January 3 – North America: UNITED STATES
The Democracy Index 2016 by the Economist Intelligence Unit downgrades the United States from a “full democracy” to a “flawed democracy” and ranks it 21 out of 167 countries worldwide. The index is compiled by focusing on five categories—electoral process and pluralism, functioning of government, political participation, political culture, and civil liberties. The demotion is based on low public confidence in political institutions in the U.S., as well as the role of big-money lobbying. Norway has been ranked as the best democracy in the world, the position it has occupied for the last six years.
A report by The Economist Intelligence Unit: Democracy Index 2016.
January 7 – Africa: GHANA
In a peaceful transition of power, Ghana swears in its new president, opposition candidate Nana Akufo-Addo, who defeated incumbent John Mahama in last month’s presidential election. Akufo-Addo ran his campaign on promises to improve Ghana’s faltering economy. He promised to reduce taxes, as well as make high school education free. Ghana is a multi party democracy with free press. According to Freedom House, Ghana freedom score is 83 on the scale 0-100 with 100 being the highest score.
Map of freedom in the world in 2017 by Freedom House.
January 8 – Europe: POLAND
Poland’s authorities declare a smog alarm in the country’s capital, Warsaw, and offer free public transportation for a day to limit additional pollution from private cars. Freezing temperatures and a lack of wind contributed to air pollution levels breaking all records and exceeding the acceptable levels by three times. Poland relies heavily on burning coal for heating and has not invested alternative sources of energy. According to the World Health Organization (WHO), 24 of the European Union’s 50 most polluted cities are in Poland (followed by Bulgaria with 12 most polluted cities).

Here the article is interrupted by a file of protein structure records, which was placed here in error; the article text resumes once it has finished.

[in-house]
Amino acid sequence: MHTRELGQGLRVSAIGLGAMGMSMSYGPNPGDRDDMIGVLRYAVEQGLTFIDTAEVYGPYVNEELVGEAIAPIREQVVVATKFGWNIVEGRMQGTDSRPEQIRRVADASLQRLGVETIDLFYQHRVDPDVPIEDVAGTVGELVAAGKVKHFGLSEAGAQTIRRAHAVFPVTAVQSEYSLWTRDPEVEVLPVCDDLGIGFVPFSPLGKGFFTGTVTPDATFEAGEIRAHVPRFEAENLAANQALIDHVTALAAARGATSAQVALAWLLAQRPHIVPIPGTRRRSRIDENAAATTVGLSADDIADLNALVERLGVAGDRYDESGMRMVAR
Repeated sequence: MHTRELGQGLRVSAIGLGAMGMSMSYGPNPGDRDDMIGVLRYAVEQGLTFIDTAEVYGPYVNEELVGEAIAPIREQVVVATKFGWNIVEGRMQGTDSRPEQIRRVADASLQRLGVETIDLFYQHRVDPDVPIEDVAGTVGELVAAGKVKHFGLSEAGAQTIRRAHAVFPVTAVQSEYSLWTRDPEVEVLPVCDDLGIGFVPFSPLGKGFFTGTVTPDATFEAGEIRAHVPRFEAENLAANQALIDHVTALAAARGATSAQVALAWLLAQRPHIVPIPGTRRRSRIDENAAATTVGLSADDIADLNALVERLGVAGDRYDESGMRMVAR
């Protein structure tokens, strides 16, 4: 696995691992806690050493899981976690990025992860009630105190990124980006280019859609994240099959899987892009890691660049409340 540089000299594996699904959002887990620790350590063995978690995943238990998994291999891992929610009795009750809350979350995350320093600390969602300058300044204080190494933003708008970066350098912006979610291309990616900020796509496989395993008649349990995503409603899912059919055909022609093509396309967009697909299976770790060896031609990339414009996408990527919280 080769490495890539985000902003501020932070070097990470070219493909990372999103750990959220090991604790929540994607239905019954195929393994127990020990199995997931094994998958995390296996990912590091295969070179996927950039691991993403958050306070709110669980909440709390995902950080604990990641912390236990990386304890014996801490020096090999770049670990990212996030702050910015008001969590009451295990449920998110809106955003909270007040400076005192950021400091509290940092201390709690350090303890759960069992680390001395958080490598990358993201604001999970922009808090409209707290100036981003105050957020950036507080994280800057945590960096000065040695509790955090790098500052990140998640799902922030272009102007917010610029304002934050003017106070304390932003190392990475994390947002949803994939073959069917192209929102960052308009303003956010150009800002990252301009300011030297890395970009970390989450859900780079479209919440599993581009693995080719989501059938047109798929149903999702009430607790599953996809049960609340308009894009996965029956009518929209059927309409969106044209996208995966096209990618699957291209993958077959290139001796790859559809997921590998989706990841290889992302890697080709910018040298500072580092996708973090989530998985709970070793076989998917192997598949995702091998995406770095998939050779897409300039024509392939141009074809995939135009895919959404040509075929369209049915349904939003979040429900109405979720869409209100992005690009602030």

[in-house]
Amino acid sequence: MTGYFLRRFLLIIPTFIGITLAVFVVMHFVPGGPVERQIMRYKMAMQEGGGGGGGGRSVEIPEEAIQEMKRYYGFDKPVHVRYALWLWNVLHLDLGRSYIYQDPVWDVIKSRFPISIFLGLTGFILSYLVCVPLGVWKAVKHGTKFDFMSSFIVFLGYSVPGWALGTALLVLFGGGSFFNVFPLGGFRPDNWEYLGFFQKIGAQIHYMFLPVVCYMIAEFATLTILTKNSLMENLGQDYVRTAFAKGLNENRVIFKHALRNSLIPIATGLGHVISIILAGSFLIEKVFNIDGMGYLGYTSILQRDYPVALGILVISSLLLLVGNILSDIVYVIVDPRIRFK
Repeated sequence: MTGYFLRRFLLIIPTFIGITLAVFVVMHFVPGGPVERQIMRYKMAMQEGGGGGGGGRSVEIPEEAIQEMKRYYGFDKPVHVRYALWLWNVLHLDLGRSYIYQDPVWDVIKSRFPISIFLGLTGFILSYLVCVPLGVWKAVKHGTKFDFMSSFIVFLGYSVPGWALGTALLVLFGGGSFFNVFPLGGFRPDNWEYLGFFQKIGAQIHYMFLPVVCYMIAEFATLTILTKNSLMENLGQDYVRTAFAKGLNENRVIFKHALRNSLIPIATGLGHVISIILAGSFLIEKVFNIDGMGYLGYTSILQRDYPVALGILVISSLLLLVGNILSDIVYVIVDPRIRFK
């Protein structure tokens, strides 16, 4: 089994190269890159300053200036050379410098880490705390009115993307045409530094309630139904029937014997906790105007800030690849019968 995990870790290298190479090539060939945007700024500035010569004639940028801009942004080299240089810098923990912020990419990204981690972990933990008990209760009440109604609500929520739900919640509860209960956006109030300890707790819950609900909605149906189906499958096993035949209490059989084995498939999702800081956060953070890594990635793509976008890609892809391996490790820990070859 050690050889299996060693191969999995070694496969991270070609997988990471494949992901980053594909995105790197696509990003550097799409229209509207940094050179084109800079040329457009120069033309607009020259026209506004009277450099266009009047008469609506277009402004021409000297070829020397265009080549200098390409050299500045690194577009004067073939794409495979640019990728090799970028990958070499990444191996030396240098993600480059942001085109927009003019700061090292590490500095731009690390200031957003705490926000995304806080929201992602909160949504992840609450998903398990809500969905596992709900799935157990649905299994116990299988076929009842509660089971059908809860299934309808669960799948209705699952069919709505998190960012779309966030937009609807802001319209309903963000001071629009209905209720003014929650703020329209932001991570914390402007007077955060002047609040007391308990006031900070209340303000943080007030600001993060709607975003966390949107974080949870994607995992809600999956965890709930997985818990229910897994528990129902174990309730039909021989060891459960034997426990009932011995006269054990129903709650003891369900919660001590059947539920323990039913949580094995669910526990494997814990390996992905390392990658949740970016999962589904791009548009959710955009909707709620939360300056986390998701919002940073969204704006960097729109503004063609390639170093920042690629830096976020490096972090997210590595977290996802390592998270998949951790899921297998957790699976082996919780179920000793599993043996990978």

January 19 – International Organizations / Europe / North America:
NORTH ATLANTIC TREATY ORGANIZATION (NATO) / GERMANY / UNITED STATES
Germany announces it will raise military spending, which will reach $41.6 billion in 2017. However, this will amount to 1.22 percent of its gross domestic product (GDP), which still will be way below the 2 percent NATO guideline. In 2006, NATO member countries agreed to spend a minimum of two percent of their (GDP) on defense as a commitment to the Alliance’s common defense. In 2016, only five out of 28 NATO members – the United States, Greece, the United Kingdom, Estonia, and Poland – met this target. During his presidential campaign and after taking office, U.S. President Donald Trump criticized NATO members for failing to meet the alliance’s 2-percent target and sparked concerns after calling NATO obsolete.
January 19 – Africa: THE GAMBIA
After The Gambia’s President Yahya Jammeh, who lost the country’s December presidential election, refused to step down, his successor Adam Barrow flees to neighboring Senegal where he is inaugurated as president at the Gambian embassy. (January 21): After negotiations with leaders from the West African countries and the support of the West African coalition troops, Jammeh agrees to step down. He leaves the Gambia into exile to Equatorial Guinea, another country known for its brutal and corrupt regime. (January 26): Adama Barrow returns to the Gambia and assumes his position as the third President since the country’s independence from the United Kingdom in 1965. He promises to return The Gambia to its membership of the Commonwealth.
January 28 – Latin America: COLOMBIA
The Colombian government and the FARC rebels agree to a joint program to eradicate cocaine production by offering coca farmers incentives to grow other crops. Farmers will receive monthly payments, if they grow other produce such as fruit trees or cacao. FARC relied on coca production and dominated cocaine trafficking to fund its insurgency.
January 30 – East Asia: PHILIPPINES
The Philippines President Rodrigo Duterte suspends his controversial war on drugs program after the murder of a South Korean businessman Jee Ick-Joo. In October of last year, Jee Ick-Joo was kidnapped from his residence outside Manila and killed, after which his kidnappers, asked for ransom from his family saying he was involved in the illegal drug trade. The kidnappers turned out to be members of the Philippine National Police. President Duterte says the anti-drug force will be dissolved and reestablished to root out corruption. So far, more than 6,200 people were killed in Duterte’s war on drugs. More than 4,000 of these were victims of extrajudicial or vigilante-style killings.